Chief Executive regrets resignation of two UK Non-Permanent Judges of Court of Final Appeal


     The Chief Executive of the Hong Kong Special Administrative Region (HKSAR), Mrs Carrie Lam, today (March 30) expressed regret and disappointment at the resignations of Lord Reed of Allermuir and Lord Hodge as Non-Permanent Judges (NPJ) of the Court of Final Appeal (CFA) of the HKSAR. The HKSAR Government also noted with deep regret that the UK Government has decided to withdraw from the agreement reached in 1997 between the then Chief Justice the Honourable Andrew Li and the then Lord Chancellor of the United Kingdom. 


     “Since the Reunification, the HKSAR prides itself on the rule of law and the HKSAR Government acts in strict accordance with the law. These virtues are the cornerstone of Hong Kong’s continued success and are enshrined in relevant provisions in the Basic Law, underpinned by an independent judiciary which exercises judicial powers, including that of final adjudication, free from any interference. We appreciate fully the valuable contribution of judges from other common law jurisdictions sitting on the CFA for the past 25 years, including serving UK judges appointed by the Chief Executive of the HKSAR pursuant to the above mentioned agreement,” said Mrs Lam.


     “We have no choice but acquiesced in the two eminent judges’ decision to resign from the CFA following the UK Government’s decision to discontinue an agreement that has been respected and has served both the Hong Kong and UK interests well for years, but we must vehemently refute any unfounded allegations that the judges’ resignations have anything to do with the introduction of the Hong Kong National Security Law (NSL) or the exercise of freedom of speech and political freedom in Hong Kong,” Mrs Lam added.


     Hong Kong is a society governed by the rule of law; laws must be observed and lawbreakers held to account. No one person or institution is above the law. Article 25 of the Basic Law clearly states that everyone, regardless of their status, professions and political beliefs, shall be equal before the law. The courts of the HKSAR adjudicate in accordance with the laws applicable in the Region as prescribed in Article 18 of the Basic Law. Enacted by the National People’s Congress Standing Committee of the People’s Republic of China and listed in Annex III to the Basic Law under Article 18, the NSL has helped to restore law and order in Hong Kong after a spate of unprecedented riots and safeguarded the rights and freedoms enjoyed by the people of Hong Kong. The Hong Kong courts have been adjudicating on NSL cases in the same impartial manner, free from any interference.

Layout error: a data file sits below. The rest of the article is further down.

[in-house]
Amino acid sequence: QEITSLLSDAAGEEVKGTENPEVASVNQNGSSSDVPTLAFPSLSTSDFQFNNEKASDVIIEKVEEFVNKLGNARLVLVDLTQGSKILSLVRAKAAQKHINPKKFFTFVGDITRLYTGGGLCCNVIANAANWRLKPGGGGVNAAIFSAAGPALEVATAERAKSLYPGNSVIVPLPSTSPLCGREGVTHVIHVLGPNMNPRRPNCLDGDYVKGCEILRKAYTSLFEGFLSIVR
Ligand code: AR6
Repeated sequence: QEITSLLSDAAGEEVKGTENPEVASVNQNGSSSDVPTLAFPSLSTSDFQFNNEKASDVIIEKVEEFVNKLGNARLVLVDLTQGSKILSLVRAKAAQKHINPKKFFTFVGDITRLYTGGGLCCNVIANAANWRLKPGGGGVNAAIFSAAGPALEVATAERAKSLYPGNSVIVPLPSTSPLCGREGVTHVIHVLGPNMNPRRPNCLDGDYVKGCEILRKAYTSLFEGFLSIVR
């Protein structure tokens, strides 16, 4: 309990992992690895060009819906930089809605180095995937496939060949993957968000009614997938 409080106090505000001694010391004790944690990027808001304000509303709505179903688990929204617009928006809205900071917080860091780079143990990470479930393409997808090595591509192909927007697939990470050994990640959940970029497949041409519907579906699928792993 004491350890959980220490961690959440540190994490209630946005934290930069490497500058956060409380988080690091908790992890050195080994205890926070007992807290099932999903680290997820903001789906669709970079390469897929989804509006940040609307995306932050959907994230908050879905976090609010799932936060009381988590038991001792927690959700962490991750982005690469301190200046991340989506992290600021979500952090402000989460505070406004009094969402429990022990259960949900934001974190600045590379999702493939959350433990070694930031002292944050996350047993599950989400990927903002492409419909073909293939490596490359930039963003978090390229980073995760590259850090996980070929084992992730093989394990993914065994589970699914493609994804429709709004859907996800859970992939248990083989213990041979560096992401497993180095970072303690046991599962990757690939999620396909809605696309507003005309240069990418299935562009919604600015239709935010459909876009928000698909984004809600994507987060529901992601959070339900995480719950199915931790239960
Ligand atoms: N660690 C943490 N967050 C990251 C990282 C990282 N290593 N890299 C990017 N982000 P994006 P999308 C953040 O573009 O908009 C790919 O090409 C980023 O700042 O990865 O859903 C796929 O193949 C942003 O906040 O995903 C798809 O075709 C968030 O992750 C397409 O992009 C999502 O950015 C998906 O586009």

“We could not accept any unfounded accusations against the implementation of the NSL in Hong Kong. It is appalling to see that some overseas politicians have deliberately vilified it by applying double standards on matters concerning national security and making baseless allegations against the situation in Hong Kong,” a HKSAR Government spokesman said.


     In respect of rights and freedoms, including the freedom of speech, of the press, of association, etc, and the right to vote and stand for election, these are likewise protected by the Basic Law, and other local legislation, but they also need to be exercised in accordance with the law.

     “The Hong Kong Bill of Rights Ordinance stipulates that the exercise of the right to free speech carries with it special duties and responsibilities. It may therefore be subject to certain restrictions, and these shall only be such as are provided by law and are necessary – (a) for respect of the rights or reputations of others; or (b) for the protection of national security or of public order, or of public health or morals.”


     “We could find no substantiation or evidence to justify sweeping statements accusing the Hong Kong administration of departing from the above fundamental rights and freedoms enjoyed by the people of Hong Kong that could have led to the judges’ resignations. We would be extremely disturbed if important decisions were made on the basis of perceptions or politicians’ biased assessment, or worse still, undue political pressure,” said the HKSAR Government spokesman.


     The HKSAR Government wishes to reiterate its firm commitment to upholding judicial independence in Hong Kong as it has done unwaveringly over the past 25 years. The Chief Executive of the HKSAR will continue to exercise her power to appoint judges, including overseas judges from other common law jurisdictions, on the recommendation of the statutory Judicial Officers Recommendation Commission chaired by the Chief Justice. 


     “Our judges manifest the highest professional and judicial quality as well as impartiality through the reasoned judgments they deliver, demonstrating to all objective and fair-minded observers that first, due administration of criminal justice system remains in compliance with human rights protection and principles of the rule of law, and secondly, judges have all along been handling cases strictly in accordance with admissible evidence and applicable laws, observing due process,” said the HKSAR Government spokesman.